Due to Dr. Greidanus’ strong leadership ability, PCMS now has a greater focus on promoting sustainability through igniting change and elevating relevance in the lives of our membership and local community. Thank you, Dr. Greidanus and Dr. Junqueira!

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The Pueblo County Medical Society is a membership association comprising 300 physicians in the city and county of Pueblo. Learn more at www.pueblocms.org.

PCMS was proud to partner with the Pueblo Department of Public Health and Environment (PDPHE) to present the Cannabis Community Forum on Aug. 8. Speakers included two emergency room doctors – our PCMS representative to the CMS Brad Roberts, MD, and Karen Randall – and an addiction psychiatrist, Libby Stuyt, MD. All from Pueblo, the speakers shared their considerable education, experience and knowledge. As PDPHE said in their post-event report, the story they told is indeed a local one, but like the opioid story, there is a cautionary message for us all.

If you missed it, you can view the archived Facebook video live stream here. And here is a link to a peer-reviewed article written by Brad Roberts, “Legalized Cannabis in Colorado Emergency Departments: A Cautionary Review of Negative Health and Safety Effects.”

PCMS will soon send a letter to Pueblo Mayor Nick Gradisar requesting a meeting with him and the city council about this issue.

Thanks to all of the physicians who attended the forum and continue to make an impact for patients in Pueblo.

Photos:
Top: Karen Randall presents "Myths and Realities of Cannabis
Middle: Brad Roberts presents "Legalized Cannabis in Colorado Emergency Departments"
Bottom: Physician speakers from left: Libby Stuyt, Randall, Roberts and myself (Greidanus)

By Brad A. Roberts, MD, PCMS representative on the CMS Board of Directors

At the July 12 Colorado Medical Society Board of Directors meeting, board members heard from Paul Presken with the Colorado Health Institute on nine emerging themes in health care. Paul’s environmental scan analyzed trends in the Colorado health care system and national trends that will impact the state. Nearly all of them were related to health care costs. His report preceded a board discussion on what should be included in the 2020 CMS operational plan.

Here are the emerging trends he identified:

  1. Health care costs for consumers have reached a tipping point. The most obvious example of increased attention on health care costs is Gov. Jared Polis’s Office of Saving People Money on Healthcare, headed by Lt. Gov. Dianna Primavera.
  2. Prescription drug costs are increasing and legislators are crafting bills to control them. Prescription drug costs continue to outpace inflation at a rate of two to nine times for brand-name oral drugs and generic oral drugs, respectively. Bills were passed in 2019 to address costs and more are coming in 2020.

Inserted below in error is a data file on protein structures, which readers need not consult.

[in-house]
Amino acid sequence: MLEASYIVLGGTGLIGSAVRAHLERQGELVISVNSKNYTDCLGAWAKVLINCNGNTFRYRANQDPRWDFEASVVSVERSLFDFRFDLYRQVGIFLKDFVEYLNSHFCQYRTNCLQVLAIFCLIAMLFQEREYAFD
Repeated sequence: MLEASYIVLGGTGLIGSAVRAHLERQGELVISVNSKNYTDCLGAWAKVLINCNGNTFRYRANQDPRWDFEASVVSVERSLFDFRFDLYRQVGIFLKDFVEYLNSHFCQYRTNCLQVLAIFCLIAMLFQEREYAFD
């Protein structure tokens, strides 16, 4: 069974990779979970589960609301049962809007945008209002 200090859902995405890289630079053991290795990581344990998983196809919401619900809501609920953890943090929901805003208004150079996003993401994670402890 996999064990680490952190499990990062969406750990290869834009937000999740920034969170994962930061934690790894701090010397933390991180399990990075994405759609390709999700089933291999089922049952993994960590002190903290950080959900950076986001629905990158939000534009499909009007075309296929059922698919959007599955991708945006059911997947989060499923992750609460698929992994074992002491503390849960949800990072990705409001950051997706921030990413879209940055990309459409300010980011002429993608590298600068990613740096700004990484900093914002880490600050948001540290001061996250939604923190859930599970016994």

3. Hospital costs are in the crosshairs. Bills to add transparency and control of hospital costs were also passed in 2019 as hospitals are subject to increased scrutiny for profit margins.
  4. Payment reform is affecting physician payment. Health plans are increasingly moving from up-side risk only to up-side and down-side risk arrangements and government programs like the Merit-based Incentive Payment System (MIPS) and Alternative Payment Model (APM) are starting to have an impact.
  5. The physician workforce is shifting. 2018 marks the first time there were fewer physician owners than employees in the United States: 45.9 percent vs. 47.4 percent, respectively. This has been slowly changing over time and it looks like the trend will continue.
  6. Colorado has expanded substance use and regulation and is seeing the effects. Colorado continues to “experiment” with legalization. Colorado now has some of the highest rates of substance use in the country, with the third-highest rate of illicit drug use in the country, the nation’s highest rate of youth vaping, and a three-fold increase in cannabis-related ER visits, according to a UCHealth study. Overdose deaths from opioids have declined significantly in the past year but deaths from cocaine and methamphetamine have risen.
  7. Investment in technology and disruption of current models are growing. Venture capital firms invested record amounts in health care technology in 2018, and investment focused on “disruptive” technologies that hold significant promise.
  8. The business community is and will continue to be engaged. Pressure from the business community is increasing and specific to Colorado. Locally, employers in Summit County “finally had enough,” and formed Peak Health Alliance to negotiate lower insurance premiums directly with providers. This will increase thanks to a new law allowing for health care cooperatives in Colorado.
  9. The government has an increasing role as a payer. The 2019 Colorado legislature passed laws exploring options for increasing the state’s role in providing coverage, including a current effort to develop a proposal for an option for a state-sponsored health care plan.

Watch for more on these trends in 2020.

Our July 17th Atrial Fibrillation event was another great success! Guest speakers Kathleen Hayes Brown, MD, and Charles W. Stout, MD, spoke with 33 physicians, physician assistants and nurse practitioners about the new procedure for atrial fibrillation and the long-term use of Warfarin.
 
This new procedure called the Watchman is a permanent implant that reduces the risk of stroke and the risk of bleeding that can come from the long-term use of Warfarin.
 
Thanks to our sponsor Boston Scientific, we had another free CME event offered to PCMS members and guests. Medical professionals were once again updated about a new procedure and collaborations between attendees were formed and strengthened!